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Bermuda



Bermuda Travel Guide


The island itself is located in the western Atlantic Ocean, with many islands situated within Bermuda and due to its tiny size of 21 square meters, tourists and inhabitants can travel from one end of the island to the other in around an hour. Its 63,000 inhabitants are mainly of African and Caucasian descent, speaking English and Portuguese and the main industries of Bermuda are tourism, paints, insurance, finance and pharmaceuticals, trading mainly with the USA, UK and Canada.

The island was discovered a very long time ago; around 100 million years to be exact and was then a volcanic mountain. The island protrudes from the Atlantic Ocean floor in the shape of 3 mountains, with the biggest of the mountains supporting all the islands. Below the mountains limestone, 450 feet below sea level, is volcanic rock and under that is black lava and other types of volcanic rock. The only parts of volcanic rock that can be found close to sea level are the ones at the southern end of Bermuda International Airport.

When it comes to architecture, the much older residences are essentially small, English cottages, which were built by pioneers who first came to the island. These days the much bigger abodes, including Bermudaís massive hotels, are mainly of English architecture and tower over the quaint little cottages that first appeared on the island. Around 800 buildings that were built from Bermuda stone, in the 17th century, are of historical importance in Bermuda, and are protected by legislation. These protected buildings have to be of a certain colour, with white roofs, painted in light shades and need to be looked after very carefully. Back in time the structures were made totally out of local coral limestone, which had been took from the groundsí quarry, as other materials to build houses, 350 years ago, were non-existent.

The islands beaches, which attract many travellers, are either quite small or very large, but whatever their size, these beaches are some of the most beautiful in the world. Some of the beaches are private, which means the general public donít get access, but hotel guests do! The public beaches are a free-for-all, which is good in one way, but when it comes to the busier times in the year, these beaches could get a bit overcrowded. The sand on Bermudaís beaches is made up of crushed calcium carbonate shells and the skeleton bones of old shells such as coral and clams. The pink coloured sand in Bermuda all starts when the dark red single-celled animals, living on the coral reefs, die and their skeletons plunge to the oceans floor. The waves wear away the skeletons and they eventually get mixed with other remains on the seabed, including the white shells of clams and sea urchins, this mix causes the pink shade that is a characteristic of Bermudas beaches.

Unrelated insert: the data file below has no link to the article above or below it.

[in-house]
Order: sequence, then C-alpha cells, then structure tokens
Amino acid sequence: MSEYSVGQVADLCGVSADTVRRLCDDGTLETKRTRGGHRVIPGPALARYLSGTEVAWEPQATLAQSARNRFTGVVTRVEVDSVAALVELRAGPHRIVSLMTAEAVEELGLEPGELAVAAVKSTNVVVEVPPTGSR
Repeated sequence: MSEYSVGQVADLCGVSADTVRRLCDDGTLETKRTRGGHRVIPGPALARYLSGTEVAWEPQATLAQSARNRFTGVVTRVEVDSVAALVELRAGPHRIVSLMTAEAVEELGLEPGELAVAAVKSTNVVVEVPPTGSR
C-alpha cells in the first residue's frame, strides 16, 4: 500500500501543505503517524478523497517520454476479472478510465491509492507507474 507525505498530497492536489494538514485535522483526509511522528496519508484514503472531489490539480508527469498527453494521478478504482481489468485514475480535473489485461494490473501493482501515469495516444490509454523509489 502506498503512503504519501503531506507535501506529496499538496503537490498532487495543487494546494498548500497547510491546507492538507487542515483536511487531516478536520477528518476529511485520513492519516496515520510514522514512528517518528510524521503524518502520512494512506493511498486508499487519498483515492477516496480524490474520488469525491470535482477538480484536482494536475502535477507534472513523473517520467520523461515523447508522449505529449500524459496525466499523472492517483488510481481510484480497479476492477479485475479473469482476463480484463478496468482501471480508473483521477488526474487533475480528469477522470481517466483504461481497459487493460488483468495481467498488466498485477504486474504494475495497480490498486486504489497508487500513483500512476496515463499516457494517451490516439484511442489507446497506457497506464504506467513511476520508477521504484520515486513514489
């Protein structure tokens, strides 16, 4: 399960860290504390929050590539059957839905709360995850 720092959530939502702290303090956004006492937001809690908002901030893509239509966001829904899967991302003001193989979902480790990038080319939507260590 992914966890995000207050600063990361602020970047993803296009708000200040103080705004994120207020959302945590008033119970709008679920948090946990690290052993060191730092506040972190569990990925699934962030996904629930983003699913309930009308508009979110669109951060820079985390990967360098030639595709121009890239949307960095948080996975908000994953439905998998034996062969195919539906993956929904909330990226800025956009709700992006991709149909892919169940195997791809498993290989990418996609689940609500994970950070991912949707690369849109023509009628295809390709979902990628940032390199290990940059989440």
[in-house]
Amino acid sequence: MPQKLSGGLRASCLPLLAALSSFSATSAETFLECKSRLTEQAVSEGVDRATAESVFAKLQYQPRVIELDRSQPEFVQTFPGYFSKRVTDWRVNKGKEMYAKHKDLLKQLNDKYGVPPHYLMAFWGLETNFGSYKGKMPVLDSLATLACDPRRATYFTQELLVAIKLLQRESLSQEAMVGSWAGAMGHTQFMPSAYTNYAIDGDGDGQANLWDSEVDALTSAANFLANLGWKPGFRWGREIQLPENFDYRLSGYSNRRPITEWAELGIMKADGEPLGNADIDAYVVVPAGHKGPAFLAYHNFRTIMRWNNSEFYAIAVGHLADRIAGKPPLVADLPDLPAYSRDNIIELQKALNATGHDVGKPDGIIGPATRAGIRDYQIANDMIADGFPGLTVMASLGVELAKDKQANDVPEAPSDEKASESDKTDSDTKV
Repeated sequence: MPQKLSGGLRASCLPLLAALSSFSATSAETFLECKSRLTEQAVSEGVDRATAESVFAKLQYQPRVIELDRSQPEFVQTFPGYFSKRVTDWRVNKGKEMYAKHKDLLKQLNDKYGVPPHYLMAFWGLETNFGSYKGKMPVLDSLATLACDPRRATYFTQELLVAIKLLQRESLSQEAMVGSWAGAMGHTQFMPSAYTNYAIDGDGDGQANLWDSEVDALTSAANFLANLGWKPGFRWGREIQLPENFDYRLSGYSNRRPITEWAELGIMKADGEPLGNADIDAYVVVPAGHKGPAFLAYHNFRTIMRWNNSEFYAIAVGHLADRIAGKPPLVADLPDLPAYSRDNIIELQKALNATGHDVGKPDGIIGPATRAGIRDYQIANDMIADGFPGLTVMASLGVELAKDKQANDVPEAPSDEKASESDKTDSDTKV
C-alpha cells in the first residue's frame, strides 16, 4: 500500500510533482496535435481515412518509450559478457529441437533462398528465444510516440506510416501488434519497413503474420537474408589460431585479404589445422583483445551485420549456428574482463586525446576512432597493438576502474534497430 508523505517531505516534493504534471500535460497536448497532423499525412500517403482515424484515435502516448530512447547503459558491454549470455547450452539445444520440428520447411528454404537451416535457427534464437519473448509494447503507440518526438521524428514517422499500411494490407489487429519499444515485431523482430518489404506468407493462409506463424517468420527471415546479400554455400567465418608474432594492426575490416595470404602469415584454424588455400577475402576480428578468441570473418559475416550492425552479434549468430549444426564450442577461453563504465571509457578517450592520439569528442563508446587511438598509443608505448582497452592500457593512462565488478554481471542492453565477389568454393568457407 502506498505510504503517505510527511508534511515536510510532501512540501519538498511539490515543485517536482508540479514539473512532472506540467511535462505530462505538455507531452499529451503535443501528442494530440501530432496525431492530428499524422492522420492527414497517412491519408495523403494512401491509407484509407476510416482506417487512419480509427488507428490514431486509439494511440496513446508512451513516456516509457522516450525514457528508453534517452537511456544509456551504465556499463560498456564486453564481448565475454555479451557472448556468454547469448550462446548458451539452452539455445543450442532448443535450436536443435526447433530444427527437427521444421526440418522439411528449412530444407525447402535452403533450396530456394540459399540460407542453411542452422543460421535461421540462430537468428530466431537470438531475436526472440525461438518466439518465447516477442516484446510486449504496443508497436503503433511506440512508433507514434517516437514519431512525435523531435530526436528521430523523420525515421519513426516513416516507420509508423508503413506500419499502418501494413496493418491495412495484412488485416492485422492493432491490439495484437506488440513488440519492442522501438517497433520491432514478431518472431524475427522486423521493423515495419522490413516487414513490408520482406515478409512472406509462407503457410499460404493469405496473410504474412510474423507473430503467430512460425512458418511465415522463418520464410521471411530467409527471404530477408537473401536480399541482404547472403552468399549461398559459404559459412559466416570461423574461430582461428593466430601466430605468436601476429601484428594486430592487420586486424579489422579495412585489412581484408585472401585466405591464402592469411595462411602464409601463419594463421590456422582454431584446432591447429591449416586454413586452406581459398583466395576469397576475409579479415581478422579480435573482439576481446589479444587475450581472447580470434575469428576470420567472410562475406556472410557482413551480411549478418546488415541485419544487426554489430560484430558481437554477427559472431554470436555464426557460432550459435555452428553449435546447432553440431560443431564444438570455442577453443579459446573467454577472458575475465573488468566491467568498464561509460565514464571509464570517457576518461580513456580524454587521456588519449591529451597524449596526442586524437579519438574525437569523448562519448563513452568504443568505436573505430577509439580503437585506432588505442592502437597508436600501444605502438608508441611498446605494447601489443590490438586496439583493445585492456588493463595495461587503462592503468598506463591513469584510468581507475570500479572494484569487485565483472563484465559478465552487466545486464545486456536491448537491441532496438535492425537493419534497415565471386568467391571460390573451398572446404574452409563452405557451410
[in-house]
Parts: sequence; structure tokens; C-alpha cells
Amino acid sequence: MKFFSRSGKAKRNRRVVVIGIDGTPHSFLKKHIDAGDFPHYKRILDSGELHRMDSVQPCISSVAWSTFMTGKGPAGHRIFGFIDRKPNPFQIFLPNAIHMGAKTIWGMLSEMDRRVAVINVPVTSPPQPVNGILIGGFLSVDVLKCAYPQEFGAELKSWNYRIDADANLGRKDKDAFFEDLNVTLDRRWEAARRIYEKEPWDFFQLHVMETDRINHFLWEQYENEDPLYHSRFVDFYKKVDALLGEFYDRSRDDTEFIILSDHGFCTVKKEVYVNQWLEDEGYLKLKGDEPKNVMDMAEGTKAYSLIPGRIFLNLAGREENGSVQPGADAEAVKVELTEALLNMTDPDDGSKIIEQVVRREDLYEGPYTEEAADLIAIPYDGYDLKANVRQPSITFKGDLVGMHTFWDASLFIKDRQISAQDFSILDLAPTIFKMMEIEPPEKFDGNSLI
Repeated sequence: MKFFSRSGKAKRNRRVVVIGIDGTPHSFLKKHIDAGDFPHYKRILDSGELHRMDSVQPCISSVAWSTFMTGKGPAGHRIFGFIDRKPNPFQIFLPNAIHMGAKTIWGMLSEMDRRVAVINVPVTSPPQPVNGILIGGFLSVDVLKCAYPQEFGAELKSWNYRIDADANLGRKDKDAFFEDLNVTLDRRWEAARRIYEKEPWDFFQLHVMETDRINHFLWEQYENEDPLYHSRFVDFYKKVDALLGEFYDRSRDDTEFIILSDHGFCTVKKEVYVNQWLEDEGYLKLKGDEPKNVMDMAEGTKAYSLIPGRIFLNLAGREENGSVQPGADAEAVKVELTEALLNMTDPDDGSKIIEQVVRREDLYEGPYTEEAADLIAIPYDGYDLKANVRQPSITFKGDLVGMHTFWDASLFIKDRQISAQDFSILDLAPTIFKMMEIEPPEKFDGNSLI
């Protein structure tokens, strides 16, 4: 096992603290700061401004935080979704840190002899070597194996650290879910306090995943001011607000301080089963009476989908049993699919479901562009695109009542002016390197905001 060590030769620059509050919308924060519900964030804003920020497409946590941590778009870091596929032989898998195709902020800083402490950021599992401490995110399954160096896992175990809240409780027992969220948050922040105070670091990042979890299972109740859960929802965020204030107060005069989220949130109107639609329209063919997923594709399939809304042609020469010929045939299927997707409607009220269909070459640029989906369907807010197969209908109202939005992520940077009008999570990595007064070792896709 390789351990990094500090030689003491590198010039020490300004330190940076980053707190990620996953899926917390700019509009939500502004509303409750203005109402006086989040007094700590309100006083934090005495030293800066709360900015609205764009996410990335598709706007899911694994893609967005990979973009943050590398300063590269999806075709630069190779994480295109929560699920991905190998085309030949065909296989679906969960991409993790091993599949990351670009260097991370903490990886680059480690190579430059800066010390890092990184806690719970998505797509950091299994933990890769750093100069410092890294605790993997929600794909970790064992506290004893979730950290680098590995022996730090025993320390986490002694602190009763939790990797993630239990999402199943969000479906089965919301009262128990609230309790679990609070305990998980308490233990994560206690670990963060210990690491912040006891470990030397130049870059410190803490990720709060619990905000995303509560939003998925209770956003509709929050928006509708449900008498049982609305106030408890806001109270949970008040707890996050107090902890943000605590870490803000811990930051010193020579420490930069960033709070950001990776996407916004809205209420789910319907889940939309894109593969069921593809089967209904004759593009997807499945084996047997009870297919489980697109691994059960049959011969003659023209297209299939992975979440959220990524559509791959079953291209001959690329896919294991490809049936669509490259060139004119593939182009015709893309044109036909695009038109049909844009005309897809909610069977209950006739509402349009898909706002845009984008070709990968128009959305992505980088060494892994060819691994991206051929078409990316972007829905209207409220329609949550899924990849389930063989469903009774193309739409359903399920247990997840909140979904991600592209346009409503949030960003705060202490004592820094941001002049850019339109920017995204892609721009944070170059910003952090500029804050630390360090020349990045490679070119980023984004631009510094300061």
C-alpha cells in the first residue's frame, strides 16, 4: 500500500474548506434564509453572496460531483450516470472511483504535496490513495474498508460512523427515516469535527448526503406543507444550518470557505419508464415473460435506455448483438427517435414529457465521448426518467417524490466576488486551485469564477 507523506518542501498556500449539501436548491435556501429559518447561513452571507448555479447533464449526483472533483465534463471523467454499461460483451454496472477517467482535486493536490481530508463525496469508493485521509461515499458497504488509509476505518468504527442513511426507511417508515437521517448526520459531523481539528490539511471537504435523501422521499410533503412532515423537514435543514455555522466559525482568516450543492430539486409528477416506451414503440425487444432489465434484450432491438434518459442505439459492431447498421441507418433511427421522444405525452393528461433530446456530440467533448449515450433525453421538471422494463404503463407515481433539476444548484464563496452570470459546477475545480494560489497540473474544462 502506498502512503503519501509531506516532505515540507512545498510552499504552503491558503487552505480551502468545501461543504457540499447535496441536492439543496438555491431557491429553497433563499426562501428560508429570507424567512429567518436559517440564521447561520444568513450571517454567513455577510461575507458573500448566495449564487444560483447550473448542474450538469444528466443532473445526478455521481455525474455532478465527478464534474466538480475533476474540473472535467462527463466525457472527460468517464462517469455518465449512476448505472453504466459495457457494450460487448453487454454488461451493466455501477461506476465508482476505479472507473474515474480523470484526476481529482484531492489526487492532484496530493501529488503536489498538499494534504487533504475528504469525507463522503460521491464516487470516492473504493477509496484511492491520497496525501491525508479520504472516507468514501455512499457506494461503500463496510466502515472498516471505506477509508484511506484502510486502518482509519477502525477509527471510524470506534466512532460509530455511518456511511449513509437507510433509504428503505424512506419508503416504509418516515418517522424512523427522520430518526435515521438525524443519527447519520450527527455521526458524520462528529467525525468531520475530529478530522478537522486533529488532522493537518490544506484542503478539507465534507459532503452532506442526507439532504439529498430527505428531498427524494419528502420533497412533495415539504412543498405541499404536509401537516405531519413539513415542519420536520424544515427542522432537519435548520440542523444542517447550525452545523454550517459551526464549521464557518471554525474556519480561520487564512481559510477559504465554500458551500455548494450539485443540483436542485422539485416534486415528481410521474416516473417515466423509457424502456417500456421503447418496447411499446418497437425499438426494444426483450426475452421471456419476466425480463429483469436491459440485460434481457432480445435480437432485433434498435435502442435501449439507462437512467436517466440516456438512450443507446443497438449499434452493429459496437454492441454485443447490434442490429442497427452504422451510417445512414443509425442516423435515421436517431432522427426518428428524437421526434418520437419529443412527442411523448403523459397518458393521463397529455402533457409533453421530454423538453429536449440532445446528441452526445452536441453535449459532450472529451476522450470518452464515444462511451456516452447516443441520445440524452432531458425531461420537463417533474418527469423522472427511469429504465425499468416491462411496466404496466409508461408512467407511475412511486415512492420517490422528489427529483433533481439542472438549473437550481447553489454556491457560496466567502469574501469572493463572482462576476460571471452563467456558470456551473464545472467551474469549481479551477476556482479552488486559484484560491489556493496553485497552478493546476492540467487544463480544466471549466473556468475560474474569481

There are plenty of frequent flights to the country from the UK, USA and Canada, anywhere else will need to connect via one of these three countries. There is also the option to travel by way of cruise ship, from April to October, with ships sailing from American East Coast cities such as Philadelphia, Boston, New York, Charleston and Fort Lauderdale. Visitors are best off coming to Bermuda in the warmer months, from April through October, when water sports and sun worshipping can be enjoyed, even though it is the busiest time, it is also the best time for entertainment and events. Anyone not bothered about the heat and more interested in having a quieter time, taking in some windsurfing or perhaps a round of golf, should travel in January, with the big bonus being that the hotels are nearly half the price!

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